Also, in the opening scene, Magneto has been captured by the U.S. military, and the White Queen creates a diversion that allows him to free himself. That’s an odd choice. He’s supposed to be the big bad; he’s even called out by name in the opening theme song. But the first thing we learn about him is that he’s already been defeated. We don’t know whether it was the X-Men, Avengers, or army, but someone caught him. A villain who’s been thwarted seems far less imposing than one who remains undefeated. Why not just show us Magneto freeing one of his henchmen instead?
The exception would be if a multi-episode arc was structured around the threat of Magneto regaining his freedom (like the Master in the first season of Buffy the Vampire Slayer). The X-Men face off against lesser foes in the earlier episodes, and then they confront their greatest challenge yet in the season finale. And somewhere along the way, we flash back to Magneto’s earlier defeat and learn about the extraordinarily high cost of defeating him. However, that might have been too much serialization for a show aimed at young children.
The ’90s X-Men cartoon skewed a little older. That was the last cartoon I watched before I deluded myself into thinking I was too old for any cartoons. Watching that show as a middle schooler never felt childish, but watching this “Pryde of the X-Men” version would have.
Since it’s too bizarre to go unmentioned, let me be the millionth person to point out Wolverine’s inexplicably Australian accent and its accidental foreshadowing of Hugh Jackman years before the movies.
There’s another bit of accidental foreshadowing, though, one that only comic book readers would notice: When the X-Men barge into Magneto’s asteroid base, they get paired off into fights with Brotherhood members. Cyclops winds up in a duel with the White Queen. These two were clearly destined for each other.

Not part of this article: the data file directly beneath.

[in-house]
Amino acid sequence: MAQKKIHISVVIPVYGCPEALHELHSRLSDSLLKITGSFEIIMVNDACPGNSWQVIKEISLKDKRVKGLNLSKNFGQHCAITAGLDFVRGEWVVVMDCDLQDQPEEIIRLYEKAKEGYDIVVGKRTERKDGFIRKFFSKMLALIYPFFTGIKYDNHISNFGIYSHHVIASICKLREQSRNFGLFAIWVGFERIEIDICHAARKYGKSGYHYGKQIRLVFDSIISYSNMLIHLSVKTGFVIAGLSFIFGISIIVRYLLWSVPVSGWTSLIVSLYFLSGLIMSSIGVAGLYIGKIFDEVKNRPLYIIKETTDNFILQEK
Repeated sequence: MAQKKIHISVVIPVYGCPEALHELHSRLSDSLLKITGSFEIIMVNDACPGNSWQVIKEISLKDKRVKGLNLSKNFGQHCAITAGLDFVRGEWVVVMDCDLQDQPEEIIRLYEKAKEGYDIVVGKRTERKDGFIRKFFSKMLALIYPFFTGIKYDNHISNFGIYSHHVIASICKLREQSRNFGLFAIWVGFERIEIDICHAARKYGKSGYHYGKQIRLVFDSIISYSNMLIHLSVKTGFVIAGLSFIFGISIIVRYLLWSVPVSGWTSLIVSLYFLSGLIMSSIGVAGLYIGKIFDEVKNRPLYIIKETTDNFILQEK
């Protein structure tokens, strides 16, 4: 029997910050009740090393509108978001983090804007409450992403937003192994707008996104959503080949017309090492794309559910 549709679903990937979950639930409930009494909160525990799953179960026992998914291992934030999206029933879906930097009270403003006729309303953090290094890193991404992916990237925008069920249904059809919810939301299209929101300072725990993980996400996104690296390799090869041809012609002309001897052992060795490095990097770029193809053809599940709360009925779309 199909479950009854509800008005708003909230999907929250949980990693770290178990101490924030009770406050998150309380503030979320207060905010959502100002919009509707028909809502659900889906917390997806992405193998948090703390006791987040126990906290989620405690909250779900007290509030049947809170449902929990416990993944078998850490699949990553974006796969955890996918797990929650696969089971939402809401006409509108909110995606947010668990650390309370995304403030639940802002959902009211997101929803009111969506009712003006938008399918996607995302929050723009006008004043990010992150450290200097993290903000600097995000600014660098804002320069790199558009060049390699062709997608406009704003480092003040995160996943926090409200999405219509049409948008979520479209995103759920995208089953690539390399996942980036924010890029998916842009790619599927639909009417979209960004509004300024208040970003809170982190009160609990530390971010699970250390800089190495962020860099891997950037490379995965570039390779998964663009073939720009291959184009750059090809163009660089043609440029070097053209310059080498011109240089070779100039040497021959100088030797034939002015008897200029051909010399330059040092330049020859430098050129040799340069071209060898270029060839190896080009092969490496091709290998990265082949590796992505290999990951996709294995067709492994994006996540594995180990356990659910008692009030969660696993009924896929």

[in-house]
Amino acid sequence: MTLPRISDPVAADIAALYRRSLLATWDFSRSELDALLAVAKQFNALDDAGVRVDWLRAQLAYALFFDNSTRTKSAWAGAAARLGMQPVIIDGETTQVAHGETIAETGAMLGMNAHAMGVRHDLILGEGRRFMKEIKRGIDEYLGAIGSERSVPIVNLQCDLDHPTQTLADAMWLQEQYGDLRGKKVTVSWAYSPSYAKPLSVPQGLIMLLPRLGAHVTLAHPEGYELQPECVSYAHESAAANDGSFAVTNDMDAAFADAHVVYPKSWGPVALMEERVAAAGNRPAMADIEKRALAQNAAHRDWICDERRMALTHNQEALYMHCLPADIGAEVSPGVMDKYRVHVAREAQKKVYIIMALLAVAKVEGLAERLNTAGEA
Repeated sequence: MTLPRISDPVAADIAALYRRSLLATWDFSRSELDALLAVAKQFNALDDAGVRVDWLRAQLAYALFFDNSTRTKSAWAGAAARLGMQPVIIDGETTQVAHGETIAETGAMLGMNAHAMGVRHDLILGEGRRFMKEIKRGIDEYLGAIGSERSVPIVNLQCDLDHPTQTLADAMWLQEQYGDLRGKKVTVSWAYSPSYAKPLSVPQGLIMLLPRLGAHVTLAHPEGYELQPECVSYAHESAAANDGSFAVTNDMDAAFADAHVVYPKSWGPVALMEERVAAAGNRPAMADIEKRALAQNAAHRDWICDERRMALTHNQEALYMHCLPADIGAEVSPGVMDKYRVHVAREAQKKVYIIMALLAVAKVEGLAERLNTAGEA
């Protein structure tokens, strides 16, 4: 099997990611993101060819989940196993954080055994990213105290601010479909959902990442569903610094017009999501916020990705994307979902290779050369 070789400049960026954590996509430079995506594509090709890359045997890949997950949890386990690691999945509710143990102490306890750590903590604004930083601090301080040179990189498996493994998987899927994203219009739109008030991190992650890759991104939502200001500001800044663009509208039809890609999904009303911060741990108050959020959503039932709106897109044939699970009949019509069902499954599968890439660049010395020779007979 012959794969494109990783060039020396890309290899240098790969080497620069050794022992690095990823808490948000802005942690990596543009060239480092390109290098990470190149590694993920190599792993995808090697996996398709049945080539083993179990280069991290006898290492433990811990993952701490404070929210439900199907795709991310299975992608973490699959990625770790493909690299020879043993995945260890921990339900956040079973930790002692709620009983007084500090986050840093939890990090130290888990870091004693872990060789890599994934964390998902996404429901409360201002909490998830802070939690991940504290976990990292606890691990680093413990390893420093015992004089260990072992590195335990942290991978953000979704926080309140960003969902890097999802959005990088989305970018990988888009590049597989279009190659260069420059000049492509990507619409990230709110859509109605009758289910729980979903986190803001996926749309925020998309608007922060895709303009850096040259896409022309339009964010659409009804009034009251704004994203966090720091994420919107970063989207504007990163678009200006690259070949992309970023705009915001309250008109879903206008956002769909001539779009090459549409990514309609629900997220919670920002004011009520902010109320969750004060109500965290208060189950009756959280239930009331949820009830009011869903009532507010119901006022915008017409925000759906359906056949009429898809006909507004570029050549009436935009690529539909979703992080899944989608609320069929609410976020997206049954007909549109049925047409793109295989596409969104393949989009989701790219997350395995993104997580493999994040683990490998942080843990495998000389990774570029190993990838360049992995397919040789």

The lineup resembles the comic book X-Men of 1980, which was the logical choice, except for one notable substitution. Instead of Phoenix, or any iteration of Jean Grey, the show decided, “Nah, let’s go with Dazzler.”
I can only speculate as to the reason, but it does make a sort of sense if you think of this as an ’80s cartoon. They probably wanted to steer clear of any soap opera elements, such as a love triangle between Cyclops, Jean, and Australian Wolverine.
Plus, Jean’s telepathy could have seemed redundant with Xavier’s power (though they could have focused on her telekinesis instead). Psylocke would have been similarly redundant, and her backstory as Captain Britain’s twin sister may have given the producers pause. If the show had already committed to Colossus, then a second super-strong person wasn’t needed, so Rogue was out (and her Ms. Marvel–related backstory probably didn’t do her any favors). Polaris had Magneto’s powers, so same issue. The New Mutants had several girls, but they were all around Kitty’s age, so that would have introduced a different redundancy.